Enrique of Malacca Enrique of Malacca was the first person to circumnavigate the globe linguistically—he traveled so far in one direction (west) that he came to a place where his own language was spoken. Enrique may have also circumnavigated the globe completely, a full circle of the earth beginning and ending in Malacca or somewhere in the Philippines. 

Enrique departed Malacca on the Malay Peninsula in 1512 or 1513, taken as a slave by Ferdinand Magellan after the 1511 Portuguese invasion of the area trade hub. They went first to Lisbon and later to Spain before departing on the Magellan-Elcano expedition that first circled the globe. Enrique was last seen by Magellan's fleet at Cebu (Philippines), some 2,600 kilometers from Malacca.

1558 Carrack Pieter Bruegel the Elder

December 03, 2021

“Magellan’s Crossing”: PBS Documentary Features Footage of Spanish Carracks


A documentary from PBS features excellent footage of replica sixteenth-century Spanish carracks and how they were built: “Magellan’s Crossing,” an hour-long episode of the PBS series “Secrets of the Dead.”

The documentary starts off portraying Ferdinand Magellan as a great “explorer” and adventurer and moves on to introduce Juan Sebastián Elcano, who took command of the fleet a while after Magellan's death and led the circumnavigation.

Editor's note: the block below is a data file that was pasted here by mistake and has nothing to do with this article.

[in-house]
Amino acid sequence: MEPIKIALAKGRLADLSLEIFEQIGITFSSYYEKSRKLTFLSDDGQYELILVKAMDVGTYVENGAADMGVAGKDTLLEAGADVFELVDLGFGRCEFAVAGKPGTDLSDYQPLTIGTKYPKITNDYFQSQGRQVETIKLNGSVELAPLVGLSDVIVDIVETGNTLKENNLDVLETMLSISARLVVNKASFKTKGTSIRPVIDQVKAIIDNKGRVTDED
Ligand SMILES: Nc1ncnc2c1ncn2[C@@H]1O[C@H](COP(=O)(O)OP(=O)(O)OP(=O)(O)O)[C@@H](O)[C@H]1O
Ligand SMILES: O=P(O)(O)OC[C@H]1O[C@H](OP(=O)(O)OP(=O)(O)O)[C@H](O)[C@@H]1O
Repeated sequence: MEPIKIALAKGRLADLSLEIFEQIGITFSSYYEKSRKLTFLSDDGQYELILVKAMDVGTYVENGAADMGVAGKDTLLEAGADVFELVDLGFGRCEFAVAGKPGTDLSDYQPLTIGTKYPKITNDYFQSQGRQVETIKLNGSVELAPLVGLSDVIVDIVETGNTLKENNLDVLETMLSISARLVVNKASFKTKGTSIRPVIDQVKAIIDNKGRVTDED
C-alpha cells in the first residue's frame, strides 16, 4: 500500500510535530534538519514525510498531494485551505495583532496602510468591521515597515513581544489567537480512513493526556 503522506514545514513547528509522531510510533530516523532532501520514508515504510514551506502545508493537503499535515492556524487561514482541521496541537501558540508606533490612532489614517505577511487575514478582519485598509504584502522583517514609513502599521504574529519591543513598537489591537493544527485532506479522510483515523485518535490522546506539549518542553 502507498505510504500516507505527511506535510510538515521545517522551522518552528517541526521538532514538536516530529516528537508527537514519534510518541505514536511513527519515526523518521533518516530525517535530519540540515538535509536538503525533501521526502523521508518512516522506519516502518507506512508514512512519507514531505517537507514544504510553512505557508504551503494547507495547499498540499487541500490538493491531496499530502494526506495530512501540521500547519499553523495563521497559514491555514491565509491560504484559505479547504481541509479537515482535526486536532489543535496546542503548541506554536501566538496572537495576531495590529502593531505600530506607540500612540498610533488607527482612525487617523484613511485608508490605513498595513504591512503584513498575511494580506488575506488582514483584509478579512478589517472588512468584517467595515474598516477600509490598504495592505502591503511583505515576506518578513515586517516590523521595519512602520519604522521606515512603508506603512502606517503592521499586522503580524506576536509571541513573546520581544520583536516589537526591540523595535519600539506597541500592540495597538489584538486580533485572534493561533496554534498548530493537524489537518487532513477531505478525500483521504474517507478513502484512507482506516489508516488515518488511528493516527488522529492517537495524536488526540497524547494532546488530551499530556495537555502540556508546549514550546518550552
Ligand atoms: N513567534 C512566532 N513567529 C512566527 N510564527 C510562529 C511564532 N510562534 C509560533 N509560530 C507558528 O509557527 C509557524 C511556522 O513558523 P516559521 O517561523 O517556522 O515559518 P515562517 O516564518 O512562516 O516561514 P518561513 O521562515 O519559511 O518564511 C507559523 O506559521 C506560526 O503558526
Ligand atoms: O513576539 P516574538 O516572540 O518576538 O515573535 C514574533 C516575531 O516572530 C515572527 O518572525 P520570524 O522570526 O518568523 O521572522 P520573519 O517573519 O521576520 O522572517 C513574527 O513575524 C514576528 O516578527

But it also covers more-honest assessments, such as the riches Magellan stood to earn and more importantly the atrocities committed by Europeans in the Americas and elsewhere. 

Not surprising for a short documentary, it contains some historical inaccuracies, but minor ones.

One plus, the film introduces Enrique of Malacca, Magellan’s slave and interpreter (and “confidant”). But one minus, for Enrique, they cast a middle-aged Asian actor with a gray beard—the real Enrique was likely in his mid-twenties during the circumnavigation voyage.

A key feature: The documentary offers graphic explanation of how these sixteenth-century ships were built, including how trees were trained to grow in the shapes needed for custom lumber used on the craft. There’s also excellent footage taken aboard a carrack replica at sea, showing sailors working sails and ropes and steering using the ship's primitive helm.

Subjects interviewed for the documentary span from shipbuilders in Spain making a replica sixteenth-century galleon to the crown prince of the Sultanate of Ternate and the prime minister of the Sultanate of Tidore—the legendary spice islands the Iberians sought.

It’s certainly a high-budget production.

The documentary premiered on Oct. 20, 2021, and is currently available on YouTube, as well as the PBS website:

PBS Website

YouTube




(C) 2021 by John Sailors. All rights reserved.




See Also:


On March 28, 1521, Enrique of Malacca became the first person to complete a
linguistic circumnavigation of the globe—he traveled so far in one direction that he reached a point where his language was spoken. Enrique’s journey began a decade earlier following the sack of Malacca, when he became a slave of Ferdinand Magellan. A teenager, he accompanied Magellan back to Portugal, then to Spain, and finally on the Armada de Molucca to locate a westward route to the Spice Islands.  Read more: